Photodermatitis is polyetiological dermatoses induced by solar radiation.

Classification and etiology

    • Phototoxic dermatitis occurs under the influence of the ultraviolet part of solar radiation.

effects on the skin, more often as a result of exposure directly to it of certain substances (the juice of certain plants [hogweed, dill, parsley], drugs [tar and its derivatives, sulfonamides], household chemicals [photoactive dyes – eosin, acridine orange, bergamot oil] )

    • Photoallergic dermatitis develops as a result of the combined action of an allergic and / or toxic photosensitizing substance (phenothiazine derivatives, tetracyclines, sulfanilamide products, oral contraceptives) and solar radiation
    • Polymorphic photodermatitis (polymorphic light-dependent rash) is a chronic recurrent hereditary photodermatitis.

Clinical picture

    • Phototoxic dermatitis traditionally develops soon after sun exposure. Skin hyperpigmentation traditionally occurs after resolution of acute symptoms.
    • Erythema, in severe cases – blisters, blisters
    • Pain
    • Clear boundary between affected and unaffected skin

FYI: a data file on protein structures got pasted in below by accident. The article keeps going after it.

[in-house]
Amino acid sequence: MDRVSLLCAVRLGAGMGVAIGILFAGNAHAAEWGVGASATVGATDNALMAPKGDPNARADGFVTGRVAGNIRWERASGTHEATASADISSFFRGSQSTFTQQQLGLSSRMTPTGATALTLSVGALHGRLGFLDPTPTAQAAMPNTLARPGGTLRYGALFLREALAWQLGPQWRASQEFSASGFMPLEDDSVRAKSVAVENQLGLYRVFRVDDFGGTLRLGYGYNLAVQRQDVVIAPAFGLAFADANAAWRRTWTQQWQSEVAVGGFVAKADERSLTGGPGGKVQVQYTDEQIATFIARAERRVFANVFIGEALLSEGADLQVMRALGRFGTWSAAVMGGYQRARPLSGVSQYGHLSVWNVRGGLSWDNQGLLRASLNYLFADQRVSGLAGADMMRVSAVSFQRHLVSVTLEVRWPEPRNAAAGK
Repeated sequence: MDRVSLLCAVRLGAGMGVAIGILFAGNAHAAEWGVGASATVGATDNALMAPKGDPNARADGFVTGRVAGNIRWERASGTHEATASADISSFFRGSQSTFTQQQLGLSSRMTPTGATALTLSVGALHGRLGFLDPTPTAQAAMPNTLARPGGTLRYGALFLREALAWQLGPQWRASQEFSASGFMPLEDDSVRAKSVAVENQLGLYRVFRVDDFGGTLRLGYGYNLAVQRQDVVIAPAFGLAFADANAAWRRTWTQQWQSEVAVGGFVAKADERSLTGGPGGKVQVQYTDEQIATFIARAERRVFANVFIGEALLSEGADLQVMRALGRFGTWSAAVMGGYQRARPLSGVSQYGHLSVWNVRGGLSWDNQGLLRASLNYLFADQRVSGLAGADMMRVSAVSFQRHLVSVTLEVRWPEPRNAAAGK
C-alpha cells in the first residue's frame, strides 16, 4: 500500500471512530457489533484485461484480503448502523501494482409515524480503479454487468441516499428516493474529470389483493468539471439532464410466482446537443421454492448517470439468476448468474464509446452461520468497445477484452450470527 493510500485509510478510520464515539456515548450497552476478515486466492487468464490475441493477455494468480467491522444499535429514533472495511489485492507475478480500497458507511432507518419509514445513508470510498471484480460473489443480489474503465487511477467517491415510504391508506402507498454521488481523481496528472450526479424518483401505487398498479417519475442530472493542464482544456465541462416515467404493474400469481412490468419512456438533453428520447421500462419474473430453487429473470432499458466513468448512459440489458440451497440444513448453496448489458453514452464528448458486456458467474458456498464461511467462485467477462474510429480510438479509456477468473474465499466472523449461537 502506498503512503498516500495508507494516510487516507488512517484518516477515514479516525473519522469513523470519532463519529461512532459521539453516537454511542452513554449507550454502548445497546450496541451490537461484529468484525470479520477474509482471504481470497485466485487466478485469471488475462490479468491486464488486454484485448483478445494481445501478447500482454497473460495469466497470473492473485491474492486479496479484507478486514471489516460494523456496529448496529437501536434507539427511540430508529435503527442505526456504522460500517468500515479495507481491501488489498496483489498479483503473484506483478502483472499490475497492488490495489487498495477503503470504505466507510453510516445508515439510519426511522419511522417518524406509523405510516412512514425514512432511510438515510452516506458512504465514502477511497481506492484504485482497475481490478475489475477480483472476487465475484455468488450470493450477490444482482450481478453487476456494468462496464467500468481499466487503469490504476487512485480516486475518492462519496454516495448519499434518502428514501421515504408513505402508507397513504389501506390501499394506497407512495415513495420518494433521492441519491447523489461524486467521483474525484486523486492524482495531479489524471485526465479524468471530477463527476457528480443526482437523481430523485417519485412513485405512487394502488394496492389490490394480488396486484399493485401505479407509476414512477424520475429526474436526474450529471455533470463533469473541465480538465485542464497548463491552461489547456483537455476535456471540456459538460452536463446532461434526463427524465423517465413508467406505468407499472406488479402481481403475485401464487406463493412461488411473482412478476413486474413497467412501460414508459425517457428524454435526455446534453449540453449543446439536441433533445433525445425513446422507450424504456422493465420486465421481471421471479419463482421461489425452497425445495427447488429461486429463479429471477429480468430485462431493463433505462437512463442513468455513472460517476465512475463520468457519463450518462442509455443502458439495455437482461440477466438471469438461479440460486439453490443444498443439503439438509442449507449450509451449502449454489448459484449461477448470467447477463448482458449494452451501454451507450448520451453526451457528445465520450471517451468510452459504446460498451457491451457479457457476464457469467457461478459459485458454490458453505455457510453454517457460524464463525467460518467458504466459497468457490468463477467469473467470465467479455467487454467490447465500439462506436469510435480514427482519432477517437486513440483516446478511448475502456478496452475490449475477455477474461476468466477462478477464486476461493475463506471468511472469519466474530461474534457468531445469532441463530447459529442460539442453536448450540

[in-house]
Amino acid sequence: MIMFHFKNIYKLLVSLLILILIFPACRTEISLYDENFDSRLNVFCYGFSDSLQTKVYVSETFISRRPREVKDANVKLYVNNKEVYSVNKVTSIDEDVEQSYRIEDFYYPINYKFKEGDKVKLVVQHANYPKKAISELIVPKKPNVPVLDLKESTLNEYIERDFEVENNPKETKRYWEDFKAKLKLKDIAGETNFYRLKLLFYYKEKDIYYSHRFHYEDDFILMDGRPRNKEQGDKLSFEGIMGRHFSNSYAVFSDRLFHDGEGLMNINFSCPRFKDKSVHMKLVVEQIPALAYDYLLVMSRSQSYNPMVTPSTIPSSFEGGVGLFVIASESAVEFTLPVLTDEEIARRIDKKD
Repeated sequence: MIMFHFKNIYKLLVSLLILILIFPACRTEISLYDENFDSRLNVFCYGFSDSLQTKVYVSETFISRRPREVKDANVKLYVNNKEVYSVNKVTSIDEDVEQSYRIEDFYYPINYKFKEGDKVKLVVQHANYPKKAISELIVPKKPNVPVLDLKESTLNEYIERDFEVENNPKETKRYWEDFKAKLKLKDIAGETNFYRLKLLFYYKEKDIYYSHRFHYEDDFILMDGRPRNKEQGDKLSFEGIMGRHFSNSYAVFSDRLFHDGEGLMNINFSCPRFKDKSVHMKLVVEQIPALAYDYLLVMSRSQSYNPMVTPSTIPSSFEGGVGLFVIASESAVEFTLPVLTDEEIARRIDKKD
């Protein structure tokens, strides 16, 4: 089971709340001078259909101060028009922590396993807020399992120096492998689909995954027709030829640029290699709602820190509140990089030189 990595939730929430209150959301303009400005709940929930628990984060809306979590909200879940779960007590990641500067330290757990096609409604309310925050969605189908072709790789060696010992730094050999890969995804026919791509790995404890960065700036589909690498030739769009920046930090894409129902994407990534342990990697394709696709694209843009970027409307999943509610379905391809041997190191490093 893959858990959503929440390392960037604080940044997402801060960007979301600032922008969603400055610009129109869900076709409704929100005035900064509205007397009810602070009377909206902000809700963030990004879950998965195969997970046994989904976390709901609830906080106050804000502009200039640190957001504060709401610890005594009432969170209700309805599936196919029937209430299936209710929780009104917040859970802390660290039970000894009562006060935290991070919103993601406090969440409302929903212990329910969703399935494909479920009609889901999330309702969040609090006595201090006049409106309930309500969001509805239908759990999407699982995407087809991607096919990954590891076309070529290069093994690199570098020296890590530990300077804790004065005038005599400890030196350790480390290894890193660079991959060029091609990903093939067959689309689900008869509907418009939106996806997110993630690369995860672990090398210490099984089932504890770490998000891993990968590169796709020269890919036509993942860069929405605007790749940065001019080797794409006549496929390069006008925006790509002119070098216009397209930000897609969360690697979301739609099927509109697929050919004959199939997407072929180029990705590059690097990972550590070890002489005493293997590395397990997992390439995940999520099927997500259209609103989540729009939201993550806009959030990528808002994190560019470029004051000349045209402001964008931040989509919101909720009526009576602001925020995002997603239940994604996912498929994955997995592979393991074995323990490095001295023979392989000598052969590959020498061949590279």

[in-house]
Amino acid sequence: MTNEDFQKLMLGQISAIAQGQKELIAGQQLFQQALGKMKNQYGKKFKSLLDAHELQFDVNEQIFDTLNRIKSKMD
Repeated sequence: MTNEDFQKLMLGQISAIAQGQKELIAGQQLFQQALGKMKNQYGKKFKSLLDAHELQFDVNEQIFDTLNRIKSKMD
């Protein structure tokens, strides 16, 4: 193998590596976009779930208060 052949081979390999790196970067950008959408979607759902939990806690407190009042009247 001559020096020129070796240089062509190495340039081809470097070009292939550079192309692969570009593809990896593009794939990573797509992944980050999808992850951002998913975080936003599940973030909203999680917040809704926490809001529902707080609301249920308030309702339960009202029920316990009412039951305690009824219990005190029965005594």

• In chronic phototoxic dermatitis – thickening of the epidermis, elastosis, telangiectasia and hyperpigmentation.
    • Photoallergic dermatitis usually develops a day later or later as a result of sun exposure –
    • Erythema, papules, sometimes blisters
    • Itching
    • Areas of affected skin have less clear boundaries, and non-irradiated areas may also be involved in the process.
    • Polymorphic photodermatitis traditionally develops a few hours later as a result of sun exposure and only in the spring-summer period.
    • Burning or itching traditionally precedes skin manifestations
    • Erythematous, urticarial (urticaria), papular, bullous rashes; sometimes the rash resembles erythema multiforme exudative
    • The first rashes are traditionally found on the skin of the forehead, chin, auricles, the rash can spread to non-irradiated areas.
    • Often observed conjunctivitis, cheilitis, worsening of the general condition
    • The rash usually resolves in 2-3 weeks, but recurs after another sun exposure.

Drug therapy

    • Glucocorticoid ointments: beta-methasone, fluorocort, etc.
    • NSAIDs: indomethacin 25 mg 3 times a day, acetylsalicylic acid, etc.
    • Antihistamines for itching
    • Chloroquine 0.2-0.25 g 2 r / day in cycles of 5 days
    • Glucocorticoids by mouth or parenterally in severe cases: for example, prednisolone 0.5–1 mg/kg/day for 3–10 days
    • Nicotinic acid or xanthinol nicotinate, B vitamins.

The prognosis is favorable.


    • Sun exposure must be avoided
    • Sun protection clothing, sunscreen
    • Do not take photosensitizing drugs. ICD. L56 Other acute skin changes caused by ultraviolet radiation

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